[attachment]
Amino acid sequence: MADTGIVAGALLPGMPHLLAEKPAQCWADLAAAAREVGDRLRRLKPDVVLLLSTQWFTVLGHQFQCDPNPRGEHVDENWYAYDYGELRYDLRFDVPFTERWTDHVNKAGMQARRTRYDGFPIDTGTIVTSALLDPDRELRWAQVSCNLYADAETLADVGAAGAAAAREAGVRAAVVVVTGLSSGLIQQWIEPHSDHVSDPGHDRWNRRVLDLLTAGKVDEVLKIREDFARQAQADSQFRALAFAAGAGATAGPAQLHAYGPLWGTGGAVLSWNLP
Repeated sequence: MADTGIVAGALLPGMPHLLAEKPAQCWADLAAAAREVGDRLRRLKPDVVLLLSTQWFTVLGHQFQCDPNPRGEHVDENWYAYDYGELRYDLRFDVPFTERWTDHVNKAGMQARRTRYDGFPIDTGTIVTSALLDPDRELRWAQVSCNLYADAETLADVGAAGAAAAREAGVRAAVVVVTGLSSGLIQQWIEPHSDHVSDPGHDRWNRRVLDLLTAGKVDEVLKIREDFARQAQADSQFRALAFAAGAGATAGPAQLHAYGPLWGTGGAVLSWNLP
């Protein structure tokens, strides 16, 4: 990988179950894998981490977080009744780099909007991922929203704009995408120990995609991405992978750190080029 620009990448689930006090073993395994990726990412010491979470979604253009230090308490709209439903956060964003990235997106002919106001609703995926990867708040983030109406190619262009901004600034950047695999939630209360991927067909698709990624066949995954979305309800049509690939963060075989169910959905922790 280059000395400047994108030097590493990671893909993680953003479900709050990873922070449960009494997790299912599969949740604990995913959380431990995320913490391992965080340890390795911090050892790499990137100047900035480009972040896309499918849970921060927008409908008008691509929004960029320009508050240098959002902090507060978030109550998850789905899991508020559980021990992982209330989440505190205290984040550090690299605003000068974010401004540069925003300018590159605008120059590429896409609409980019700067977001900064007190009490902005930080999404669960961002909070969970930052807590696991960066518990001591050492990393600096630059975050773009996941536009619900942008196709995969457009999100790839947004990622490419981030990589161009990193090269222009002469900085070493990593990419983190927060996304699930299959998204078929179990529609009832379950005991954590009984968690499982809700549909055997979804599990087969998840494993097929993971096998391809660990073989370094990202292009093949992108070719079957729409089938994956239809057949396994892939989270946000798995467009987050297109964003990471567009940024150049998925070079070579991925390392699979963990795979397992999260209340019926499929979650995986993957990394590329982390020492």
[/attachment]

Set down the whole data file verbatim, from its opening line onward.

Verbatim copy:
Amino acid sequence: MADTGIVAGALLPGMPHLLAEKPAQCWADLAAAAREVGDRLRRLKPDVVLLLSTQWFTVLGHQFQCDPNPRGEHVDENWYAYDYGELRYDLRFDVPFTERWTDHVNKAGMQARRTRYDGFPIDTGTIVTSALLDPDRELRWAQVSCNLYADAETLADVGAAGAAAAREAGVRAAVVVVTGLSSGLIQQWIEPHSDHVSDPGHDRWNRRVLDLLTAGKVDEVLKIREDFARQAQADSQFRALAFAAGAGATAGPAQLHAYGPLWGTGGAVLSWNLP
Repeated sequence: MADTGIVAGALLPGMPHLLAEKPAQCWADLAAAAREVGDRLRRLKPDVVLLLSTQWFTVLGHQFQCDPNPRGEHVDENWYAYDYGELRYDLRFDVPFTERWTDHVNKAGMQARRTRYDGFPIDTGTIVTSALLDPDRELRWAQVSCNLYADAETLADVGAAGAAAAREAGVRAAVVVVTGLSSGLIQQWIEPHSDHVSDPGHDRWNRRVLDLLTAGKVDEVLKIREDFARQAQADSQFRALAFAAGAGATAGPAQLHAYGPLWGTGGAVLSWNLP
């Protein structure tokens, strides 16, 4: 990988179950894998981490977080009744780099909007991922929203704009995408120990995609991405992978750190080029 620009990448689930006090073993395994990726990412010491979470979604253009230090308490709209439903956060964003990235997106002919106001609703995926990867708040983030109406190619262009901004600034950047695999939630209360991927067909698709990624066949995954979305309800049509690939963060075989169910959905922790 280059000395400047994108030097590493990671893909993680953003479900709050990873922070449960009494997790299912599969949740604990995913959380431990995320913490391992965080340890390795911090050892790499990137100047900035480009972040896309499918849970921060927008409908008008691509929004960029320009508050240098959002902090507060978030109550998850789905899991508020559980021990992982209330989440505190205290984040550090690299605003000068974010401004540069925003300018590159605008120059590429896409609409980019700067977001900064007190009490902005930080999404669960961002909070969970930052807590696991960066518990001591050492990393600096630059975050773009996941536009619900942008196709995969457009999100790839947004990622490419981030990589161009990193090269222009002469900085070493990593990419983190927060996304699930299959998204078929179990529609009832379950005991954590009984968690499982809700549909055997979804599990087969998840494993097929993971096998391809660990073989370094990202292009093949992108070719079957729409089938994956239809057949396994892939989270946000798995467009987050297109964003990471567009940024150049998925070079070579991925390392699979963990795979397992999260209340019926499929979650995986993957990394590329982390020492």